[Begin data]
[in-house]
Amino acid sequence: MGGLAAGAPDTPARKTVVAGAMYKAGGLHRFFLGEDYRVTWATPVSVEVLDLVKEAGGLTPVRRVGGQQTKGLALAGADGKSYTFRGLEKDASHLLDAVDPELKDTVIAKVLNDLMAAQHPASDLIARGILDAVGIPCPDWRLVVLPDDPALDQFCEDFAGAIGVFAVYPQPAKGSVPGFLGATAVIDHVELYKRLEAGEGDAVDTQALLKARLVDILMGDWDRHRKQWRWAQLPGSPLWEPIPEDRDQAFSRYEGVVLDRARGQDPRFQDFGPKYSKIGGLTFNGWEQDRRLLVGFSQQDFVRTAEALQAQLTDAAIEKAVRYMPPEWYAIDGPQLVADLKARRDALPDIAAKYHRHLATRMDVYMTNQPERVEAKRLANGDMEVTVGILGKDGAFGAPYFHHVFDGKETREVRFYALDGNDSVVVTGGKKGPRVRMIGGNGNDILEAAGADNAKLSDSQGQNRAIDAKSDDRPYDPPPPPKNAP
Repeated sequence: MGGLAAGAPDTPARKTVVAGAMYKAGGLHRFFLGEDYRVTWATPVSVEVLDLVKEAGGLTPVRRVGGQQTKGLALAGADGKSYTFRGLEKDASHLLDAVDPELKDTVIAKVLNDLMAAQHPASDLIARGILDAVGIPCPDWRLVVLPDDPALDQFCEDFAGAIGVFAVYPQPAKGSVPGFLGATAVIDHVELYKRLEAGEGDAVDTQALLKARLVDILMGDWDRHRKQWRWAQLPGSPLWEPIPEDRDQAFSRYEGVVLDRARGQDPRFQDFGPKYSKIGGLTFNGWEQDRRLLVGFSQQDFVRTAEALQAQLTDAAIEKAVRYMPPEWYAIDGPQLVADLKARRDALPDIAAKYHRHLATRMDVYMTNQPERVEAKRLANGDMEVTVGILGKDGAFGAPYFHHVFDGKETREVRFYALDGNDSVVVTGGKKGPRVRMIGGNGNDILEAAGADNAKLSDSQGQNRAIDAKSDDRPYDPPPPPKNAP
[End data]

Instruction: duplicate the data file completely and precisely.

[in-house]
Amino acid sequence: MGGLAAGAPDTPARKTVVAGAMYKAGGLHRFFLGEDYRVTWATPVSVEVLDLVKEAGGLTPVRRVGGQQTKGLALAGADGKSYTFRGLEKDASHLLDAVDPELKDTVIAKVLNDLMAAQHPASDLIARGILDAVGIPCPDWRLVVLPDDPALDQFCEDFAGAIGVFAVYPQPAKGSVPGFLGATAVIDHVELYKRLEAGEGDAVDTQALLKARLVDILMGDWDRHRKQWRWAQLPGSPLWEPIPEDRDQAFSRYEGVVLDRARGQDPRFQDFGPKYSKIGGLTFNGWEQDRRLLVGFSQQDFVRTAEALQAQLTDAAIEKAVRYMPPEWYAIDGPQLVADLKARRDALPDIAAKYHRHLATRMDVYMTNQPERVEAKRLANGDMEVTVGILGKDGAFGAPYFHHVFDGKETREVRFYALDGNDSVVVTGGKKGPRVRMIGGNGNDILEAAGADNAKLSDSQGQNRAIDAKSDDRPYDPPPPPKNAP
Repeated sequence: MGGLAAGAPDTPARKTVVAGAMYKAGGLHRFFLGEDYRVTWATPVSVEVLDLVKEAGGLTPVRRVGGQQTKGLALAGADGKSYTFRGLEKDASHLLDAVDPELKDTVIAKVLNDLMAAQHPASDLIARGILDAVGIPCPDWRLVVLPDDPALDQFCEDFAGAIGVFAVYPQPAKGSVPGFLGATAVIDHVELYKRLEAGEGDAVDTQALLKARLVDILMGDWDRHRKQWRWAQLPGSPLWEPIPEDRDQAFSRYEGVVLDRARGQDPRFQDFGPKYSKIGGLTFNGWEQDRRLLVGFSQQDFVRTAEALQAQLTDAAIEKAVRYMPPEWYAIDGPQLVADLKARRDALPDIAAKYHRHLATRMDVYMTNQPERVEAKRLANGDMEVTVGILGKDGAFGAPYFHHVFDGKETREVRFYALDGNDSVVVTGGKKGPRVRMIGGNGNDILEAAGADNAKLSDSQGQNRAIDAKSDDRPYDPPPPPKNAP